Derren Mangum and his wife Cicely, however, are keeping their kids and their credit cards separate. In doing so, they're trying to help their four sons—especially their eldest, who is a freshman at Princeton University—avoid the pitfalls that they themselves faced as young adults. Mangum tells Parents that he believes credit cards give children a "false sense of security and empowerment—until that bill comes." 

"I am not a fan of kids with credit cards," Mangum explains. "I think that to have a credit card, you need to have consistent income. I know it's valuable for young adults to be able to have that head start establishing credit history through being an authorized user, but I had some bad experiences with credit cards as a young man that I'm not going to expose my kids to. Maybe we'll extend that to our oldest when he's a junior or senior in college. Until then, I've begged him not to sign up for cards yet." 

What Mangum and his wife have been doing, though, since their boys were young, is teaching them the value of saving money via an allowance. "Derren and I have differed about giving the boys allowance consistently," Cicely explains, "just for the sake of it, or as a salary for chores. But allowance is a lesson in money management. And they have been learning lessons...basically, an allowance is just the start."

Neither parent was fully aware of their own parents' financial situations.  Derren picked up on frugality and that earning money and hard work were important; Cicely had a piggy bank and savings, and for milestone birthdays, she received savings bonds—which would eventually enable her to study abroad in Paris while in college.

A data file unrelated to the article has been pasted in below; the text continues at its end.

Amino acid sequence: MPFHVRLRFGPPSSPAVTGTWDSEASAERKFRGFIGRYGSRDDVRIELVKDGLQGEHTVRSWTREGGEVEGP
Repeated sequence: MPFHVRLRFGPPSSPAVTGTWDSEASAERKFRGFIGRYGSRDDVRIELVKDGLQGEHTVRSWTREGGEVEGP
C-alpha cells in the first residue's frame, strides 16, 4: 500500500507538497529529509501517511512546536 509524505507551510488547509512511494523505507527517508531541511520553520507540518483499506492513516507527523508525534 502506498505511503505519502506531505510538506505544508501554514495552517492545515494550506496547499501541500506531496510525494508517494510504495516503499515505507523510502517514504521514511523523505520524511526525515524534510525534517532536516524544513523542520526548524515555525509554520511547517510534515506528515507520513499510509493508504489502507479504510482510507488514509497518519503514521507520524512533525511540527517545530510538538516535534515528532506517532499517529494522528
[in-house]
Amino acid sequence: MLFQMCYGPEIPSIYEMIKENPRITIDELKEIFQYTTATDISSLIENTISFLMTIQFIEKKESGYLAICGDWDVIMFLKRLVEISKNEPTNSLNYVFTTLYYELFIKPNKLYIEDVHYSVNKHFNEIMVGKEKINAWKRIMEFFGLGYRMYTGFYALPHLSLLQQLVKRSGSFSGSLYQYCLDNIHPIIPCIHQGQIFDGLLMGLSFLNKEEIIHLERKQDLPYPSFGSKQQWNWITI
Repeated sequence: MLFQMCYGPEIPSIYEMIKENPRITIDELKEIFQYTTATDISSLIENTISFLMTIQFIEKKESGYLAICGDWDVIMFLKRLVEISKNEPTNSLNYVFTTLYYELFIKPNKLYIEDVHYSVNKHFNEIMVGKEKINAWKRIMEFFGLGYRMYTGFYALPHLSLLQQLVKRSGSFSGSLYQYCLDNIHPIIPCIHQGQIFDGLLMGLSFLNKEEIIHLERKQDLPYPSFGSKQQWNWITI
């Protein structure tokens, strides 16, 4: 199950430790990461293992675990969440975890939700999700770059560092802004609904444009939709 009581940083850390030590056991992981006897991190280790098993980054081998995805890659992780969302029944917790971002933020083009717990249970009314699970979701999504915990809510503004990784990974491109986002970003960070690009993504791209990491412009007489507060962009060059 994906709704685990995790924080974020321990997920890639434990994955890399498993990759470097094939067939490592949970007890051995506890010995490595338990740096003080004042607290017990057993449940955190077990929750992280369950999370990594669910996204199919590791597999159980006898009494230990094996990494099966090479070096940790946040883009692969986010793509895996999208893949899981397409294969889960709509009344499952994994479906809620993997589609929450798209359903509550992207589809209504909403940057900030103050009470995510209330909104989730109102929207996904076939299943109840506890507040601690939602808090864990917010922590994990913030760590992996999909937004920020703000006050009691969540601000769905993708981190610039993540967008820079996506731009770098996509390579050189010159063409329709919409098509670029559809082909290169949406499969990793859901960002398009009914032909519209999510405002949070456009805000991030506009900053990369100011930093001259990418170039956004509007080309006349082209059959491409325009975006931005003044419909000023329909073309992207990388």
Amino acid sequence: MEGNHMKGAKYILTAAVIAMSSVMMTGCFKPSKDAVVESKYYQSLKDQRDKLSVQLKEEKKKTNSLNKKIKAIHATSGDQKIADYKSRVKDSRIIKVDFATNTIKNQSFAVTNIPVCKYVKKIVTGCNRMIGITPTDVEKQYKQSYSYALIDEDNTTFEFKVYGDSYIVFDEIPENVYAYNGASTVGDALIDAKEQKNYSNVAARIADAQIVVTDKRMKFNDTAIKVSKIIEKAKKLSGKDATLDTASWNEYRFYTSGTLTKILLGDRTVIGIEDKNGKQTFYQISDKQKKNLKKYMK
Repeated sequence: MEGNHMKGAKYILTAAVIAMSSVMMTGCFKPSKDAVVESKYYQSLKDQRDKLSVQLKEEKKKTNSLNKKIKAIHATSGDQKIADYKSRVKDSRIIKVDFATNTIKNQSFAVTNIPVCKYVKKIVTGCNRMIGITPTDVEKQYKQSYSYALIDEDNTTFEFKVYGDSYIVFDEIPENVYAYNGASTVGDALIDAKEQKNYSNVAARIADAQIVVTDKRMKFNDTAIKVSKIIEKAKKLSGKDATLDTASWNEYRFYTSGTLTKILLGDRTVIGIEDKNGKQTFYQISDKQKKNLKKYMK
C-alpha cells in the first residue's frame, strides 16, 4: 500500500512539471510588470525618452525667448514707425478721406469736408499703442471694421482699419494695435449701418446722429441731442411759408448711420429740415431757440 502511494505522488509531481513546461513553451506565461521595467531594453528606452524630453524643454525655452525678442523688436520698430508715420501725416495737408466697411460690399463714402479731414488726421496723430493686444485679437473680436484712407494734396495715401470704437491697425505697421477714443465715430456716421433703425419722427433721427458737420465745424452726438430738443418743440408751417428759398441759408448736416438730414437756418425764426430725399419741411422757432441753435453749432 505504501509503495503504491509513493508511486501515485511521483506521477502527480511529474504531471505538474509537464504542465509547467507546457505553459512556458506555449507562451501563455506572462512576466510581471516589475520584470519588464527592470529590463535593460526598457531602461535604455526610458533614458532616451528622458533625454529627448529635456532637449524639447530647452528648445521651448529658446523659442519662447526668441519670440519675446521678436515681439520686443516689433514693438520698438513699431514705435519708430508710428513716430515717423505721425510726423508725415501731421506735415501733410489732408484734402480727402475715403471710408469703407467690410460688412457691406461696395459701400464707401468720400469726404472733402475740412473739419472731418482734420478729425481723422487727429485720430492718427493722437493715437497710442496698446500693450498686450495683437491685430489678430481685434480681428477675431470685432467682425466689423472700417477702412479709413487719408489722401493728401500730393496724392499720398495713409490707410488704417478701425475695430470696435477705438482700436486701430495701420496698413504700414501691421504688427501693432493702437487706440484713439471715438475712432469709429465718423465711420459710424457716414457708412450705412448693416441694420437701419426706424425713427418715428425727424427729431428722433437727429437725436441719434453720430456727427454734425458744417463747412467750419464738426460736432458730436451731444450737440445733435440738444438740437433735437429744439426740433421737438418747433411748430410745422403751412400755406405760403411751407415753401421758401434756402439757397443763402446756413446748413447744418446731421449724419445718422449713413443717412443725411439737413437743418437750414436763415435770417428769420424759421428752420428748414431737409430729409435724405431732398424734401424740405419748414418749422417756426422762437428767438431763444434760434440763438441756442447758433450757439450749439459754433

"Ultimately, I was taught 'all or nothing,' Cicely says. "Money comes in, and it goes out. It wasn't really a fun relationship. It was: You earn your money, you see something, you want to buy it, you pay for it—and you're depleted again, which is not healthy."

Derren explains that he and Cicely "wanted our children to have a better footing." So what's their approach? "We have age-appropriate conversations as they come along, and we encourage  them to have a better relationship with money. They're now learning about savings, investing, prioritization, risk, and security—as much as you can as a kid." 

Both parents do recognize that their children are privileged; they don't have to worry about their needs being met, like many families do. Their children are able to learn about money with a sense of curiosity instead of desperation, and without the money trauma that lower income families deal with. They do get an allowance, which they save and use to purchase wants, while their parents take care of all of their needs. 

"Overall, Black people have the lowest amount of wealth of any other ethnic groups," Derren adds. "A lot is the legacy of racism that has prevented us from establishing a footing. It's hard to advance when you're always struggling to gain stability, and without the knowledge that other cultures pass down through generations. You don't even get to the point to explore investment if you're worried about paying the bills."

As for your own family's financial journey, whether you're struggling with your finances or already consider yourself to be a money-savvy cycle-breaker, it's crucial to help your children can get a handle on their own relationship to money—and even begin to build their own wealth—well before they leave the nest.

With planning and education, Black families can begin to fix the financial chasm that history has created without our consent.

Resources for your family’s financial tool kit

  1. Biz Kids on PBS
  2. Finance 101 for Kids by Walter Andal
  3. Finances for Kids by Sesame Street
  4. Learn to Money, a series by Financial advisor Tyrone Ross, Jr. 
  5. Greenlight ATM cards teach children money management 
  6. Acorns Early lets you begin building your child's portfolio 
  7. Afro Economics podcast 
  8. Make Your Kid a Money Genius (Even If You're Not) by Beth Kobliner